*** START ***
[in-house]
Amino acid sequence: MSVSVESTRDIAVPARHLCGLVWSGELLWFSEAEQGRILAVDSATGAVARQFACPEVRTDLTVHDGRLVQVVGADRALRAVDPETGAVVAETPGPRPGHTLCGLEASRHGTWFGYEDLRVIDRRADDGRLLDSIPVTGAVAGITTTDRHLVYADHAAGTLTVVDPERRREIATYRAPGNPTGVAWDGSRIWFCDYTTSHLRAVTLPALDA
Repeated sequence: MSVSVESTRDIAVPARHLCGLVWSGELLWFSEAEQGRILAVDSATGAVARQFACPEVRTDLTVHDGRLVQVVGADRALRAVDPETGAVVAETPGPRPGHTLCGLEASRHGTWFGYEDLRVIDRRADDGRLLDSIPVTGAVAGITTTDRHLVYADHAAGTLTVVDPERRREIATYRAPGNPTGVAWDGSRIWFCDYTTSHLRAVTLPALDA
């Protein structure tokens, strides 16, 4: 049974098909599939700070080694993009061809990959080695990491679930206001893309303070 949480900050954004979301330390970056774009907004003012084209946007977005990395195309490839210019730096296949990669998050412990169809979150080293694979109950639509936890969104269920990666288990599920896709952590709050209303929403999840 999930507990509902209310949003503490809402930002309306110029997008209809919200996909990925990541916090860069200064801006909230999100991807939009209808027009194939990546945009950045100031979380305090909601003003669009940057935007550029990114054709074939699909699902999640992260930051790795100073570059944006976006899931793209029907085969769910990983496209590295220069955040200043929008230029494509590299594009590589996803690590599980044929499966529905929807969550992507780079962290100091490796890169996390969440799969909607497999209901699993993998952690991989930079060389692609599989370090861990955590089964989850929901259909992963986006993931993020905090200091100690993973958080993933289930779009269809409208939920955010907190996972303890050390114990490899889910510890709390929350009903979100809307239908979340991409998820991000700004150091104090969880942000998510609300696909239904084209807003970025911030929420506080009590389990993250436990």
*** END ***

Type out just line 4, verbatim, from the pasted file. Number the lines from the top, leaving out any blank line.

């Protein structure tokens, strides 16, 4: 049974098909599939700070080694993009061809990959080695990491679930206001893309303070 949480900050954004979301330390970056774009907004003012084209946007977005990395195309490839210019730096296949990669998050412990169809979150080293694979109950639509936890969104269920990666288990599920896709952590709050209303929403999840 999930507990509902209310949003503490809402930002309306110029997008209809919200996909990925990541916090860069200064801006909230999100991807939009209808027009194939990546945009950045100031979380305090909601003003669009940057935007550029990114054709074939699909699902999640992260930051790795100073570059944006976006899931793209029907085969769910990983496209590295220069955040200043929008230029494509590299594009590589996803690590599980044929499966529905929807969550992507780079962290100091490796890169996390969440799969909607497999209901699993993998952690991989930079060389692609599989370090861990955590089964989850929901259909992963986006993931993020905090200091100690993973958080993933289930779009269809409208939920955010907190996972303890050390114990490899889910510890709390929350009903979100809307239908979340991409998820991000700004150091104090969880942000998510609300696909239904084209807003970025911030929420506080009590389990993250436990």